As already stated, the amount of sales in the UK through e-commerce has peaked at around GBP 56 billion in 2010 with sales in 2011 already reaching that figure by June so this year is expected to be another bumper one in that department. However as regards UK companies, these still lag rather far behind the United States where huge conglomerates such as Amazon.com, Barnes and Noble, Paypal, E-bay and suchlike post sales which are close to a a hundred billion dollars annually. However the UK chains of these brands also post ubstantial retail sales and these have also been growing very fast over the past years.
European e-commerce sales have also been growing exponentially in the past years with several countries experiencing rapid and substantial growth. In fact online retail sales in Europe are expected to grow by 20 per cent during 2010 and should reach the 172 billion Euro mark with this e-commerce factor accounting for 5.5 per cent of all retail sales on the continent. The countries which are seeing the fastest growth in e-commerce appear to be France, Poland and Spain although Poland is still at the bottom of the pile as regards average spend by person.
The Uk is still the top consumer as with average spend by person and in 2009 the average Briton spent €1270 each annually which was the highest figure in Europe where the average was €840 annually. This indicates a 25 per cent difference for average spend annually for UK shoppers and demonstrates that they are still very much at the forefront of internet technology on the continent.
Naturally enough, much depends on the propensity of the UK retail market to continue growing and the recession has somewhat stunted that of late. However, higher broadband speeds, more effective payment gateways and a vast range of online products have assisted internet companies to continue to offer substantial growth potential in the past years.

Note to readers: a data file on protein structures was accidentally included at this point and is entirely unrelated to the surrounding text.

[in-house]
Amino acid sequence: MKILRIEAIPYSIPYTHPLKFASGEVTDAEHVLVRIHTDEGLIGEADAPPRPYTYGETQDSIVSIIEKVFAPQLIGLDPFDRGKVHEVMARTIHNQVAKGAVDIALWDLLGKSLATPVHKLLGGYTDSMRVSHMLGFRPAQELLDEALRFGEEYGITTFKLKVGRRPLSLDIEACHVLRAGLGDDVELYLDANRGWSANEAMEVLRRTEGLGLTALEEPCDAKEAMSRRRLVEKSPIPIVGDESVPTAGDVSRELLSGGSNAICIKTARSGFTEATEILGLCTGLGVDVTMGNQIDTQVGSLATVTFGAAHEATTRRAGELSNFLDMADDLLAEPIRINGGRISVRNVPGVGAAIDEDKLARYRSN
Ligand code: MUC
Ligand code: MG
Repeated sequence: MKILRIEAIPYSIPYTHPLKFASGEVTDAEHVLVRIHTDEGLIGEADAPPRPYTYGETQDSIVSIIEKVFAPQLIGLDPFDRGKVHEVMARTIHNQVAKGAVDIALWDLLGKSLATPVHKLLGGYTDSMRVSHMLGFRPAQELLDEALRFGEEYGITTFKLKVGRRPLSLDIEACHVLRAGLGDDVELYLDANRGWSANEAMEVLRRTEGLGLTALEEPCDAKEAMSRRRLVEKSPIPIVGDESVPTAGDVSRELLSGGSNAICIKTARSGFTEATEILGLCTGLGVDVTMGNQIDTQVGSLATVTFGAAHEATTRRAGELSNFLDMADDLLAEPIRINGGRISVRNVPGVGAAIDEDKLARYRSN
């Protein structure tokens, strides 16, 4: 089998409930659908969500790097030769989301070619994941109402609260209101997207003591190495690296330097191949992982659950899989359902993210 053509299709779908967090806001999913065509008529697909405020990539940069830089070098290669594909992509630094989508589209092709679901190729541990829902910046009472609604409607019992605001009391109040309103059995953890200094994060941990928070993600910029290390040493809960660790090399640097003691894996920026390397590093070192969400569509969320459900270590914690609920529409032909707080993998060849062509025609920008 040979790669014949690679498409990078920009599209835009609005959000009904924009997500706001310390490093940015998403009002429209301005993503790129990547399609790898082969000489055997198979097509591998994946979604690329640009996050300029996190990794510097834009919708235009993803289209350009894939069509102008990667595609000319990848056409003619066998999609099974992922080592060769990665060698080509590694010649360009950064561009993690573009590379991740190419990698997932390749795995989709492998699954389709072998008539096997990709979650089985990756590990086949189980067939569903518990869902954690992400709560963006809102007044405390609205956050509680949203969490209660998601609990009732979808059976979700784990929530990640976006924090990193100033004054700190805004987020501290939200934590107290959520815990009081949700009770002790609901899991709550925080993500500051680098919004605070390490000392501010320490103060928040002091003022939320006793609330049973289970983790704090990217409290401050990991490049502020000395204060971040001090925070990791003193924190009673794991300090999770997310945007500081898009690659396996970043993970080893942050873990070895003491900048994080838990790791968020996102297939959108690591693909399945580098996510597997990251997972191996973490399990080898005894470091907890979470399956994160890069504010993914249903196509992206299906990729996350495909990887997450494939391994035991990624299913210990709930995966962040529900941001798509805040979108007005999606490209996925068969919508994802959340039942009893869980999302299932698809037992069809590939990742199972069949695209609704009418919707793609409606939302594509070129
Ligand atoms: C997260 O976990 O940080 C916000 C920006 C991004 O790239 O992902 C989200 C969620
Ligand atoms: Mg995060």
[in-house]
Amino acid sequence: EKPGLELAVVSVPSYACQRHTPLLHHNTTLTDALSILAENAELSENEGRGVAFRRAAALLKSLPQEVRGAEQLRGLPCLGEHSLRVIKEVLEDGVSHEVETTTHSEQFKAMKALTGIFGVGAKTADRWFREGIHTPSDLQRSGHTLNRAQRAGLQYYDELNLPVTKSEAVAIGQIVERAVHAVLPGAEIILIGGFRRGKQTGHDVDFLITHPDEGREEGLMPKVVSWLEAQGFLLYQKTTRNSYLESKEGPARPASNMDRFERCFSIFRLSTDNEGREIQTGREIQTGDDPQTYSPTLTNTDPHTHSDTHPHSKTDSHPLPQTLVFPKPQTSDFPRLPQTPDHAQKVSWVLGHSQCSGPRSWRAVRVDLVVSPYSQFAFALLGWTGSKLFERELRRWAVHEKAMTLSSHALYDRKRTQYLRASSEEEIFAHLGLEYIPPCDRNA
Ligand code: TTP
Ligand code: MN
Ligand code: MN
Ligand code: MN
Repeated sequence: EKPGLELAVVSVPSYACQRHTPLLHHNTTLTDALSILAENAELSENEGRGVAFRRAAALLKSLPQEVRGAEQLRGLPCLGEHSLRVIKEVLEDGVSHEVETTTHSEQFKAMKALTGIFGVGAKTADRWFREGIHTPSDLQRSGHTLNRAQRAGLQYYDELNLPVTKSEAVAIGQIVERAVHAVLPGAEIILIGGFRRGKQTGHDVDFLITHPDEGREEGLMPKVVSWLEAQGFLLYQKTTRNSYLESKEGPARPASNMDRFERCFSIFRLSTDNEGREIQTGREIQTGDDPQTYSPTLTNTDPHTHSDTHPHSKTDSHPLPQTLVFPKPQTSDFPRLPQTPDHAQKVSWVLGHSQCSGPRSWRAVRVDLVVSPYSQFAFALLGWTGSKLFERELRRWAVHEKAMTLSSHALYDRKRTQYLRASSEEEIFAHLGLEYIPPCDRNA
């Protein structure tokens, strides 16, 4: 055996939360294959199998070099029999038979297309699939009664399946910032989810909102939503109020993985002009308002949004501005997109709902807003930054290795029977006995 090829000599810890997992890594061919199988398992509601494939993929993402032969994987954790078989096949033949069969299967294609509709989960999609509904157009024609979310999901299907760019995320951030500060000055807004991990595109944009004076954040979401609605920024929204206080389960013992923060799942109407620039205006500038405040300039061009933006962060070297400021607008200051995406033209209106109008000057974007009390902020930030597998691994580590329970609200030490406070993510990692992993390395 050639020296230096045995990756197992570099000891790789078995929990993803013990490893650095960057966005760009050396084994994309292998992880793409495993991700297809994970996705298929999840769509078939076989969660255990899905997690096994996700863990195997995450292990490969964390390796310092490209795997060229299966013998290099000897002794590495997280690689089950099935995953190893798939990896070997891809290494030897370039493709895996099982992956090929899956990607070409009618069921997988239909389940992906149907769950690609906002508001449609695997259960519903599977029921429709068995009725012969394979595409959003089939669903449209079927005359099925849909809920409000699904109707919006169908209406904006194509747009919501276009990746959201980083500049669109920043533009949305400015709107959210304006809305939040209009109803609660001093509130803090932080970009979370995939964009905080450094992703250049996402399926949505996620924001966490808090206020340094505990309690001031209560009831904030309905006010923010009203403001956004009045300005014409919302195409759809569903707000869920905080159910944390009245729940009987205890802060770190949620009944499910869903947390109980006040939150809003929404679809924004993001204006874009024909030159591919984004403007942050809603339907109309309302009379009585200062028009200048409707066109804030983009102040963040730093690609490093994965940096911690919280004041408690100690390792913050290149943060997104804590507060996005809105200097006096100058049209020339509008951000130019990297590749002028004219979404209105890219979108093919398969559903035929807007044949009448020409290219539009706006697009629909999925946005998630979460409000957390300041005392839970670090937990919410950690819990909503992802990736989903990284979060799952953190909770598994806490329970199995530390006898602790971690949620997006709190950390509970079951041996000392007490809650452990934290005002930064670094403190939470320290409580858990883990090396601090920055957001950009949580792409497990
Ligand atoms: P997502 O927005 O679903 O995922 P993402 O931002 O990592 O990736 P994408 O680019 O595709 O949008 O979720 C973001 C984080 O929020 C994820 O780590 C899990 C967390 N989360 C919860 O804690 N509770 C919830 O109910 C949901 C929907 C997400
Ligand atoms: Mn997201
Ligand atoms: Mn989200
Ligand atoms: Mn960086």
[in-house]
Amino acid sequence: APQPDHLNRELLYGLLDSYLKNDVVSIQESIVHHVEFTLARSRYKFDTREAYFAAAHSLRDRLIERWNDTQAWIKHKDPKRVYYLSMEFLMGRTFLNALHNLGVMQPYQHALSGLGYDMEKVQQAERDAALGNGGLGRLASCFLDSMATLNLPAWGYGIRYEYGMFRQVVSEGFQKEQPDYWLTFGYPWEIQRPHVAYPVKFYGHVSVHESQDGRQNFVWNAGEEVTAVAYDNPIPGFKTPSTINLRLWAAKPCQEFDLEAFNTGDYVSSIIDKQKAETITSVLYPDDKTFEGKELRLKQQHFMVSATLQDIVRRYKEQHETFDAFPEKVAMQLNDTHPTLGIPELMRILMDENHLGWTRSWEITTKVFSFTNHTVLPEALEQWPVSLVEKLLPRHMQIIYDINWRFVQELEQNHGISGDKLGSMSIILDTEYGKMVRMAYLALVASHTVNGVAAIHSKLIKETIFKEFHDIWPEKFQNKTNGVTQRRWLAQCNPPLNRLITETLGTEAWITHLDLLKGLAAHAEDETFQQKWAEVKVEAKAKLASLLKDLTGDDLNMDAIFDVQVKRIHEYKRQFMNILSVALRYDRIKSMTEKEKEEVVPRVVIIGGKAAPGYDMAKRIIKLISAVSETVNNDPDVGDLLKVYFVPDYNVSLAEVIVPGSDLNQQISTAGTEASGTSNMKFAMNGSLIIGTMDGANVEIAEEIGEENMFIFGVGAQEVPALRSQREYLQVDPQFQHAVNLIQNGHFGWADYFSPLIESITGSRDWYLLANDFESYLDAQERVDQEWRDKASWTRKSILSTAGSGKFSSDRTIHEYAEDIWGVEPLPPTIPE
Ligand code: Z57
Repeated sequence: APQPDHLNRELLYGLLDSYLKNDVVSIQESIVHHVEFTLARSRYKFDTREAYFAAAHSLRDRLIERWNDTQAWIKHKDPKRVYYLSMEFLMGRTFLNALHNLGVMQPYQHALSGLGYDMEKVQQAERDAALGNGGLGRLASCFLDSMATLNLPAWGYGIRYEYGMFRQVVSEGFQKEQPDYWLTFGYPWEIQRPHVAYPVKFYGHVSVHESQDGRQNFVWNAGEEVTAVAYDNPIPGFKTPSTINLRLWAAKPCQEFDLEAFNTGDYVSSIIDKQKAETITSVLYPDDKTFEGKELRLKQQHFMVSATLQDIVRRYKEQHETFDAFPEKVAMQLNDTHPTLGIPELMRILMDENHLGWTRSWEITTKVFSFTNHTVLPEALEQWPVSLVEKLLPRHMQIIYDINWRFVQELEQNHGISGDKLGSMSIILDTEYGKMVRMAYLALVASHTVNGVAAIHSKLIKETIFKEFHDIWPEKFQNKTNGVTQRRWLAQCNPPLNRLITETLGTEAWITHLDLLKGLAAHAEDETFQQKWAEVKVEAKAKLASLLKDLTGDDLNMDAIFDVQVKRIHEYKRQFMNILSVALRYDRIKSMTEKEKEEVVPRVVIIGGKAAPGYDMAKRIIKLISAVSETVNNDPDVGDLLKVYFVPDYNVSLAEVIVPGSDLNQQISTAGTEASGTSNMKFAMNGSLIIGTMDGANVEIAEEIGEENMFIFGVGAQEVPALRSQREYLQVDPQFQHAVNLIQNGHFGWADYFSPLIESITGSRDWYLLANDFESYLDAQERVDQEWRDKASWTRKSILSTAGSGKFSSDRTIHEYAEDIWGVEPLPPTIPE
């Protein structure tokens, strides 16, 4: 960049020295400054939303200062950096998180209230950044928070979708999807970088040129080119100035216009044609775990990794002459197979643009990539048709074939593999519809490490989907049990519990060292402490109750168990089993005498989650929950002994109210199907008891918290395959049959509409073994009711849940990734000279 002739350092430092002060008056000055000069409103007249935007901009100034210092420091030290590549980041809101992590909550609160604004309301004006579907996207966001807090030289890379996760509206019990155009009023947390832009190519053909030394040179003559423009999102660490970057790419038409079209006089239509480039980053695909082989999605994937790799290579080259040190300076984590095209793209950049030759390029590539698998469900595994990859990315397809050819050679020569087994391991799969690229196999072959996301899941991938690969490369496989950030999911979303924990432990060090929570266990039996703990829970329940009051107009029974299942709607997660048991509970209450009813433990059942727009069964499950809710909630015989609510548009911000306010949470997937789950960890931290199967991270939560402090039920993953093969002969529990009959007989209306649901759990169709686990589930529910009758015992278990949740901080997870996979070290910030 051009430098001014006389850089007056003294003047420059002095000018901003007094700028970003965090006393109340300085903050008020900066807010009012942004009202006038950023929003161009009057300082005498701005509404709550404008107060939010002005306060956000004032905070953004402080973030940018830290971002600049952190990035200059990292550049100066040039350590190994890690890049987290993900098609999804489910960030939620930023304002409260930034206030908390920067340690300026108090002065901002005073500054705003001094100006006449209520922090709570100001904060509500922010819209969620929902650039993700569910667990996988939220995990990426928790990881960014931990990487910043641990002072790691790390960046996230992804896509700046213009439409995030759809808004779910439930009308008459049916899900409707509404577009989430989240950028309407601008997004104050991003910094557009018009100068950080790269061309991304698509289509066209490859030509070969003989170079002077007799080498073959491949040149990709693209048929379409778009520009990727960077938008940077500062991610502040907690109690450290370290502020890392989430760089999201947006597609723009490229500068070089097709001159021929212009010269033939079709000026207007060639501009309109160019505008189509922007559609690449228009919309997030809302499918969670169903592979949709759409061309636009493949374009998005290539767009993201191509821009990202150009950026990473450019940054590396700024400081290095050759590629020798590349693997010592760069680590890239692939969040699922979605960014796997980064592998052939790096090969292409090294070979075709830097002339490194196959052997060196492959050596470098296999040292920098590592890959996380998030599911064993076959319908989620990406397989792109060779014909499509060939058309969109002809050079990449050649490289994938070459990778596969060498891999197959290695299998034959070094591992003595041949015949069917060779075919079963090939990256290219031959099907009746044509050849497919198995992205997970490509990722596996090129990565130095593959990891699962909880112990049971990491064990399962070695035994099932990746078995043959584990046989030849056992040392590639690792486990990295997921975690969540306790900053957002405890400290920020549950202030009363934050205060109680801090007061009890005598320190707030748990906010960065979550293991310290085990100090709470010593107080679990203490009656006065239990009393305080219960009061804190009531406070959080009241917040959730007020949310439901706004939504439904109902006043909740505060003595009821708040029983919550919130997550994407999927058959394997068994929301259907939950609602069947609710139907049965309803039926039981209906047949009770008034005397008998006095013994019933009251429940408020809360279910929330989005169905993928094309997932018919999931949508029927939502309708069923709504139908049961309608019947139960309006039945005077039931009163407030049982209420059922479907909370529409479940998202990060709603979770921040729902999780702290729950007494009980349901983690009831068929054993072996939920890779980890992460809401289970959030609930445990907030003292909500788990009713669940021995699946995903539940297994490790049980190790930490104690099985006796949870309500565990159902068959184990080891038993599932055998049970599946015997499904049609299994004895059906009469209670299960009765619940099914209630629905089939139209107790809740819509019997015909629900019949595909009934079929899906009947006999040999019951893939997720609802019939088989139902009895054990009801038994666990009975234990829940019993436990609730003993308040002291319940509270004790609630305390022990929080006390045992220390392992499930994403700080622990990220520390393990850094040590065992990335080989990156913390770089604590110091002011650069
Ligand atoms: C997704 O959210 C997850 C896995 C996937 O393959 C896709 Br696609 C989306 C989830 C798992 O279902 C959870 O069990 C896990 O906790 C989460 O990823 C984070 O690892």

How is e-commerce reflecting on the local market in the UK and the international market
Internet sales continue to be one of the main driving forces and engines for growth in the UK across 2011 and beyond. In fact analysts are predicting that the internet commerce market will grow by a staggering 110 per cent over the next decade reaching 123 billion pounds by the end of 2020. According to such forecast, this will then taper off to a growth rate of 6 per cent year on year but it is still a huge and substantial market on the whole.
Companies seem to be investing heavily in their internet gateways and potential so the UK is set to continue to dominate the European internet market for some time. Europe is a fast growing market for the UK too and it is only a matter of time until the UK product line begins to dominate EU sales where it already accounts for a large slice of the pie in that respect.
The online supermarket system is also something which continues to develop in the UK with the big brands such as Tesco’s, Morrison’s, ASDA and Sainsbury’s growing hugely and investing substantially in this respect. However other companies of a more traditional ilk such as Marks and Spencer’s and Harrods are also looking to the online shop as a method for growing their customer base and this can only lead to a further explosion in internet sales both in the UK and beyond.
Charlton G (2010); E-commerce stats round up; http://econsultancy.com/uk/blog/6426-e-commerce-stats-round-up-2
IMRG Capgemini e-Retail Sales Index reveals UK’s ten-year love affair with online shopping (2010); http://www.uk.capgemini.com/news-centre/news/pr2119/